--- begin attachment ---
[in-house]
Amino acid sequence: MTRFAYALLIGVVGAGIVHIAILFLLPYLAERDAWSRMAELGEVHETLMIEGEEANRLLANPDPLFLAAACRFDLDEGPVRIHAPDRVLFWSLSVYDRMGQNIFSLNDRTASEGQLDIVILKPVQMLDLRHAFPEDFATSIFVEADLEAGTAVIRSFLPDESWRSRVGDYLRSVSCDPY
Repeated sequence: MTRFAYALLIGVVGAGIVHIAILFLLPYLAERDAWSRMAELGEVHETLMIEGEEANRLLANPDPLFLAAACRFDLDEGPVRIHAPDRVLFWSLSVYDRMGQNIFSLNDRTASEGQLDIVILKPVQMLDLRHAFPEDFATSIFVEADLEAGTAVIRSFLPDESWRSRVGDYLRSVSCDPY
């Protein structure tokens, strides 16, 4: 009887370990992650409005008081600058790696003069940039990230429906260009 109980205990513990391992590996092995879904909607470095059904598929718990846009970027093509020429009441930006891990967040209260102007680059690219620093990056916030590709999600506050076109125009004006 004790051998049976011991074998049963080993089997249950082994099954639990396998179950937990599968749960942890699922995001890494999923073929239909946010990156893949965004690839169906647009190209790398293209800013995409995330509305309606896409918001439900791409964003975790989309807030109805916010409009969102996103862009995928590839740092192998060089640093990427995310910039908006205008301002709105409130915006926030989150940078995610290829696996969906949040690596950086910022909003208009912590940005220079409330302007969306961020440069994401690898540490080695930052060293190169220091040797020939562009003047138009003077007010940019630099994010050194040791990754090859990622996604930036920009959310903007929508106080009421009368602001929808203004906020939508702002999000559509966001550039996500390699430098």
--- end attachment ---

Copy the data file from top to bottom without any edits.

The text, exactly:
[in-house]
Amino acid sequence: MTRFAYALLIGVVGAGIVHIAILFLLPYLAERDAWSRMAELGEVHETLMIEGEEANRLLANPDPLFLAAACRFDLDEGPVRIHAPDRVLFWSLSVYDRMGQNIFSLNDRTASEGQLDIVILKPVQMLDLRHAFPEDFATSIFVEADLEAGTAVIRSFLPDESWRSRVGDYLRSVSCDPY
Repeated sequence: MTRFAYALLIGVVGAGIVHIAILFLLPYLAERDAWSRMAELGEVHETLMIEGEEANRLLANPDPLFLAAACRFDLDEGPVRIHAPDRVLFWSLSVYDRMGQNIFSLNDRTASEGQLDIVILKPVQMLDLRHAFPEDFATSIFVEADLEAGTAVIRSFLPDESWRSRVGDYLRSVSCDPY
């Protein structure tokens, strides 16, 4: 009887370990992650409005008081600058790696003069940039990230429906260009 109980205990513990391992590996092995879904909607470095059904598929718990846009970027093509020429009441930006891990967040209260102007680059690219620093990056916030590709999600506050076109125009004006 004790051998049976011991074998049963080993089997249950082994099954639990396998179950937990599968749960942890699922995001890494999923073929239909946010990156893949965004690839169906647009190209790398293209800013995409995330509305309606896409918001439900791409964003975790989309807030109805916010409009969102996103862009995928590839740092192998060089640093990427995310910039908006205008301002709105409130915006926030989150940078995610290829696996969906949040690596950086910022909003208009912590940005220079409330302007969306961020440069994401690898540490080695930052060293190169220091040797020939562009003047138009003077007010940019630099994010050194040791990754090859990622996604930036920009959310903007929508106080009421009368602001929808203004906020939508702002999000559509966001550039996500390699430098």